What Is an Employee Value Proposition?

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  • Written By: Malcolm Tatum
  • Edited By: Bronwyn Harris
  • Last Modified Date: 15 August 2019
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Employee value proposition (EVP) is an assessment that makes it possible for employees to identify the range of benefits associated with exhibiting certain levels of performance while engaged in managing the tasks assigned by an employer. The general concept behind employee value proposition is to provide incentives for employees to make the best possible use of their gifts and talents during the course of providing services to their employers. Doing so can help produce a number of benefits for the employer, who can then recognize the effort with the granting of employee rewards that are based on the level of performance demonstrated by the employee.

The type of employee benefits and rewards that are considered as part of an employee value proposition may be tangible and intangible in nature. For example, employees who consistently perform at certain levels may be provided the opportunity to participate in a bonus program that allows them to receive bonuses in addition to their normal salary or wages. At the same time, the rewards may be in the form of something that is less tangible, such as catered lunches in celebration of those additional efforts, or the opportunity to participate in some activity sponsored by the employer that is considered to be enjoyable.


One of the underlying aspects of employee value proposition is the need to recognize exemplary efforts on the part of employees. While additional money is often one of the ways this takes place, the use of other methods in tandem with the financial rewards can often create a more unified and harmonious working environment. An employee who is recognized for his or her efforts is likely to feel more loyalty to the company and take pride in being associated with the employer. The end result is that the company benefits from access to the skills and abilities of the employee over the long term, rather than having to find a replacement for the employee when he or she finds a more attractive working situation elsewhere.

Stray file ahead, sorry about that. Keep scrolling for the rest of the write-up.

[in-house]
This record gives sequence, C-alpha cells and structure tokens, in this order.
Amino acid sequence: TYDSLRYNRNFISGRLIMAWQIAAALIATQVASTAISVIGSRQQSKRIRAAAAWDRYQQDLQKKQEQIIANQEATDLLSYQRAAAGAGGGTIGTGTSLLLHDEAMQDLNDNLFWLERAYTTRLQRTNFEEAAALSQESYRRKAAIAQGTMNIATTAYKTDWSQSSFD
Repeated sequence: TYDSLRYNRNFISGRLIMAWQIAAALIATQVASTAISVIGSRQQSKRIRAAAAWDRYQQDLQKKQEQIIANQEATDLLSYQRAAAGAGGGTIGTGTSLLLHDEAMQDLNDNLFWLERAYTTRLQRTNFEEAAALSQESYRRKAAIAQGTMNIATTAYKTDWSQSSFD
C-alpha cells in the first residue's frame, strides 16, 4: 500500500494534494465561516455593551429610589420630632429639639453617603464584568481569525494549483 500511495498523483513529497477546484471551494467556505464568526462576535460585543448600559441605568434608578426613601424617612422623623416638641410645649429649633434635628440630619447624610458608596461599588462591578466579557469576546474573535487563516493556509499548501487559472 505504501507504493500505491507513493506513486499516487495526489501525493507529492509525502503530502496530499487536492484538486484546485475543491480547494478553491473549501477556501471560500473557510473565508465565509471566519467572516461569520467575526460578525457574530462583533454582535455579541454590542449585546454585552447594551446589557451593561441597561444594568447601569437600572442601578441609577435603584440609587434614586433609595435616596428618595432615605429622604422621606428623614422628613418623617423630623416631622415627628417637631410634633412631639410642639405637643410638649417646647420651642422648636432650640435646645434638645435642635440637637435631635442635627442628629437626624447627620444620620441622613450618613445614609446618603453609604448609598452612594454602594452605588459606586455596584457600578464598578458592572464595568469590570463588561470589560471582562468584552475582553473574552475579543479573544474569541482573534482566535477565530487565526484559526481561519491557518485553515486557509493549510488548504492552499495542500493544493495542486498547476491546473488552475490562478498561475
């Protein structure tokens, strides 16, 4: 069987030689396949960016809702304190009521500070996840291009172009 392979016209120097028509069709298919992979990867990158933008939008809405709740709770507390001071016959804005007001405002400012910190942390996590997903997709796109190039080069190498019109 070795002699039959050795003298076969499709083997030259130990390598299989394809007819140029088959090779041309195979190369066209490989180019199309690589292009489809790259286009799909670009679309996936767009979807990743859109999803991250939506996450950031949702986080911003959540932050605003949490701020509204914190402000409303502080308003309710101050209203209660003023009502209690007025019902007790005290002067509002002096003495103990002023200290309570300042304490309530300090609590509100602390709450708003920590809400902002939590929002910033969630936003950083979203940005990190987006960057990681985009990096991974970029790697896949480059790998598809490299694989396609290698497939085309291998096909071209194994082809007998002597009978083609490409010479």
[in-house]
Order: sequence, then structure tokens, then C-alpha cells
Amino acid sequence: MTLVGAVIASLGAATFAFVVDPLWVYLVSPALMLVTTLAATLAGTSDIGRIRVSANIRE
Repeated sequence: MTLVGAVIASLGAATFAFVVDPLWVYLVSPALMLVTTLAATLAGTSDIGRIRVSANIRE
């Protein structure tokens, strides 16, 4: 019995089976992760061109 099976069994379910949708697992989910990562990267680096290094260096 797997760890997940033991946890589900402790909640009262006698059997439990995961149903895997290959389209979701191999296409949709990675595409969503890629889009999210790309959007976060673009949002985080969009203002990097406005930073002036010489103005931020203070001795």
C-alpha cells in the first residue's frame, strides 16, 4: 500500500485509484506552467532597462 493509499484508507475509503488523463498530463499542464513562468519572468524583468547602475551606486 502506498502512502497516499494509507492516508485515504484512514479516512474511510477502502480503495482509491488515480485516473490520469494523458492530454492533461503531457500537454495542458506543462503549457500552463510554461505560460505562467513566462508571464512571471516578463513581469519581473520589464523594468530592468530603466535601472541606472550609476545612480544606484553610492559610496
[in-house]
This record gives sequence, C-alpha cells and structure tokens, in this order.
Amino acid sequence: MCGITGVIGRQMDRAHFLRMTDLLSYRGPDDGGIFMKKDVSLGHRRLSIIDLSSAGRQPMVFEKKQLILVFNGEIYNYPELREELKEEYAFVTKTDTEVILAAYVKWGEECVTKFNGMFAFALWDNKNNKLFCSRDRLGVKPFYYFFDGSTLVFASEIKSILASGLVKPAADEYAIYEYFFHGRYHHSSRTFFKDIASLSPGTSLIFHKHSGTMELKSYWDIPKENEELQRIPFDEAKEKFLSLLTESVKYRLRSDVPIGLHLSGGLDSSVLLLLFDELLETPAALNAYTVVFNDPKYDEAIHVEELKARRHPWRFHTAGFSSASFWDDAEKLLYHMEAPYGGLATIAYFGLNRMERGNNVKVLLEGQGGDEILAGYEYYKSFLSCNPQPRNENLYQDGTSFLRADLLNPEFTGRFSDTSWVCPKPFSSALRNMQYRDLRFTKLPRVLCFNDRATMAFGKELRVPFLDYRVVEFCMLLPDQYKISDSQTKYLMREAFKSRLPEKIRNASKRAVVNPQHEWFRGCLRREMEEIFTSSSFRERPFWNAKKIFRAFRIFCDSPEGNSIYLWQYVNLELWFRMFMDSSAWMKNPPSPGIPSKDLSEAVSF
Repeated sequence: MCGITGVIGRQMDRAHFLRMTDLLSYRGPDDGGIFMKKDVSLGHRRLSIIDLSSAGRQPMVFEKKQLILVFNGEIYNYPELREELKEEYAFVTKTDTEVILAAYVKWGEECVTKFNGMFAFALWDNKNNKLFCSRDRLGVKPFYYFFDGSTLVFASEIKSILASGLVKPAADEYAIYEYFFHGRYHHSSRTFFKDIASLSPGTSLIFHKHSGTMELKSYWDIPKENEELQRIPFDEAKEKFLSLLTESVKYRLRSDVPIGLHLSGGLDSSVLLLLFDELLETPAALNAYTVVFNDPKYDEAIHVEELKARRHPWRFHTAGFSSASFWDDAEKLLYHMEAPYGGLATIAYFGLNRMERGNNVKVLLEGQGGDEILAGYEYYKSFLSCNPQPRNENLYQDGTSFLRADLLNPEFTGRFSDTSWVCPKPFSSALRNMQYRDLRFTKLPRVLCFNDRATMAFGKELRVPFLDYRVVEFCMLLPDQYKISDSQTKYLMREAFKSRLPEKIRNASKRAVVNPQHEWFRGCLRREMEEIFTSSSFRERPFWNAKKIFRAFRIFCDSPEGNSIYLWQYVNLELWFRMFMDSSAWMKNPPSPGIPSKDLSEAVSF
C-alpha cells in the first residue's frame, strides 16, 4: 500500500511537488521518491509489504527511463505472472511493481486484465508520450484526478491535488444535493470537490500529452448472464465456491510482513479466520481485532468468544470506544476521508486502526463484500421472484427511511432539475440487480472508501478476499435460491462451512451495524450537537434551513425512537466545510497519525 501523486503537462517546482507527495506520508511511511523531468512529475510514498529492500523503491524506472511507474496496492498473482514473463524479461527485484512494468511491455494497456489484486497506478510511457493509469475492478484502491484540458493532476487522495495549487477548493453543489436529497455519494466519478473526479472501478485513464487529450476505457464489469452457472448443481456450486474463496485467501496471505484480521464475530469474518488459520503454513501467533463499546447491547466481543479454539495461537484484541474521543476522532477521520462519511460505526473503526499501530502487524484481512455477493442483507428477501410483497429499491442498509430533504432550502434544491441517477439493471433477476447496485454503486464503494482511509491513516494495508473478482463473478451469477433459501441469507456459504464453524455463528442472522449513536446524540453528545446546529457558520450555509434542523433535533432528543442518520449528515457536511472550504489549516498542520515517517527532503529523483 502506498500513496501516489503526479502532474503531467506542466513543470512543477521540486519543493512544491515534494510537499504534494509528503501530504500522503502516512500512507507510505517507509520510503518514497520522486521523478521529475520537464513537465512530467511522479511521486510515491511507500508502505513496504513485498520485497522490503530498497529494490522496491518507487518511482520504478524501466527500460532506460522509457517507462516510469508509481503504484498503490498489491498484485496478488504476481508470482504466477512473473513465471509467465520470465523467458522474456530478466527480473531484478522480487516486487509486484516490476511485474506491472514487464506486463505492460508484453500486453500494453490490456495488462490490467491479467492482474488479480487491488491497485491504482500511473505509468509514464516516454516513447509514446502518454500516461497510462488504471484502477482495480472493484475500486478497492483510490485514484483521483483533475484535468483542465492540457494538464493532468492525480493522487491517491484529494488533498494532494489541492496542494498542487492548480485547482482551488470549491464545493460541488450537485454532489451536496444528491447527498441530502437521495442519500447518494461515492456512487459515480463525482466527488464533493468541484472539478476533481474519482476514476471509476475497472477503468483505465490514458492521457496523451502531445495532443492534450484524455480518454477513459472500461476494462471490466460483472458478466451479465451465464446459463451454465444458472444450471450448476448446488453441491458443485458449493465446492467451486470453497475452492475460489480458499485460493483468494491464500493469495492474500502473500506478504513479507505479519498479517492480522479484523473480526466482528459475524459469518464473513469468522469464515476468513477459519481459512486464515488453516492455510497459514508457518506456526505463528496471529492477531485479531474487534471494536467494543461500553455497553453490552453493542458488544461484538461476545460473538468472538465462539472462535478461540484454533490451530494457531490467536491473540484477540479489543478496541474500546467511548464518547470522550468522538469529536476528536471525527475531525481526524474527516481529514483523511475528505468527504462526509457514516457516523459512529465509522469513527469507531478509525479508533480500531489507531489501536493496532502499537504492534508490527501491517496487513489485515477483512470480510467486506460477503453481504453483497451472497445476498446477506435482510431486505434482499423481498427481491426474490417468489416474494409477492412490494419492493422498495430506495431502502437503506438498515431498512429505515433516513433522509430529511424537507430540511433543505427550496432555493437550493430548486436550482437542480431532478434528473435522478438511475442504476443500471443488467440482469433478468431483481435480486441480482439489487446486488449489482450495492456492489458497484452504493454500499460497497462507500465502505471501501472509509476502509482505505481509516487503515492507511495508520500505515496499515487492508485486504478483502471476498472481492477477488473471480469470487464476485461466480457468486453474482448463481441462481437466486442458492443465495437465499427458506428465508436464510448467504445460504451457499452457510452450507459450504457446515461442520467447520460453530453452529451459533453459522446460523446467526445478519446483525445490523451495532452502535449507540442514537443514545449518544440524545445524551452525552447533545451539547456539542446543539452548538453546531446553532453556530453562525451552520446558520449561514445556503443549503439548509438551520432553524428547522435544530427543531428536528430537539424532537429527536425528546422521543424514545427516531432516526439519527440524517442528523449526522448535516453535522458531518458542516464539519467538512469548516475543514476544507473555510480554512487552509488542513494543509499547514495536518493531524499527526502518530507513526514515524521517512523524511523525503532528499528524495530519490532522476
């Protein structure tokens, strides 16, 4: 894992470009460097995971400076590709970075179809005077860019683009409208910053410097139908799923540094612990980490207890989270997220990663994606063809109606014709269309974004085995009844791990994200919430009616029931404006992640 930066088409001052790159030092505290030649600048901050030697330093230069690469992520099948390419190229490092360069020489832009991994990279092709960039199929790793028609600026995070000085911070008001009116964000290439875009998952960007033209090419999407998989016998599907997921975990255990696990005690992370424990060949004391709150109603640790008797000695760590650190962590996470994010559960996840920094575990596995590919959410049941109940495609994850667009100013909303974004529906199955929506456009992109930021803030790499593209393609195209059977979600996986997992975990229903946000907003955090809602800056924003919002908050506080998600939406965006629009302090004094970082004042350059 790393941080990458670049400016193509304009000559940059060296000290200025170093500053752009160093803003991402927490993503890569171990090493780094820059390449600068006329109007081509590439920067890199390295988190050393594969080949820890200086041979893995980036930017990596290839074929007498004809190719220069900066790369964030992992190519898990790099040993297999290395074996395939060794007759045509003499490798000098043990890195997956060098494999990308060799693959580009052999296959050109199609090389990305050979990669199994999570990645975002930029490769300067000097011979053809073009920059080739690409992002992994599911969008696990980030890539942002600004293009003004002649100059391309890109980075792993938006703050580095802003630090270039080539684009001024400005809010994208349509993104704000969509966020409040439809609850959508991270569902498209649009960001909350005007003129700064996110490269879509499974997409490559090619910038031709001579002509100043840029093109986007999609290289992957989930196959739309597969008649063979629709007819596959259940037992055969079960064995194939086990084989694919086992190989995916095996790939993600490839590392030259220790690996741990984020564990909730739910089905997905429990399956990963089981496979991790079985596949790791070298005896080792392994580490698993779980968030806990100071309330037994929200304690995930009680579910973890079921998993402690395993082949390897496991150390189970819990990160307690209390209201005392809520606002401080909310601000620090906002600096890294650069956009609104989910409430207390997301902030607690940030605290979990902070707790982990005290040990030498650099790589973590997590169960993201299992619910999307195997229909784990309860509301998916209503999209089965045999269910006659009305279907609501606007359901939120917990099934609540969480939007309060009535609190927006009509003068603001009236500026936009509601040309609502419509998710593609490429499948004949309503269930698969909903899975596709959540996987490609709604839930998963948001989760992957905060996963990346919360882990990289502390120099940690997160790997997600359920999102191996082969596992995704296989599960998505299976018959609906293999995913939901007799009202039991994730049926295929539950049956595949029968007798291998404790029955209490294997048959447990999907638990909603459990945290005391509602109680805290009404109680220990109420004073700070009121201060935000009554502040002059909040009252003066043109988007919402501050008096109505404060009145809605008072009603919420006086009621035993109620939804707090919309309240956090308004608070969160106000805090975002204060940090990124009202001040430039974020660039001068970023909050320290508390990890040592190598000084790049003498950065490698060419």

The course of employee value proposition often provides benefits that are aimed at assisting employees to realize their career goals. To that end, assistance with educational costs, offering advancement opportunities, and even aiding the costs of relocation when employees move from one company-owned facility to another can go a long way toward strengthening employee loyalty and allowing the business to continue benefiting from the talents and skills of its valued employees. Even small businesses can create employee value proposition guidelines that help to strengthen ties with valuable employees and increase the chances of keeping those employees on board over the long term.


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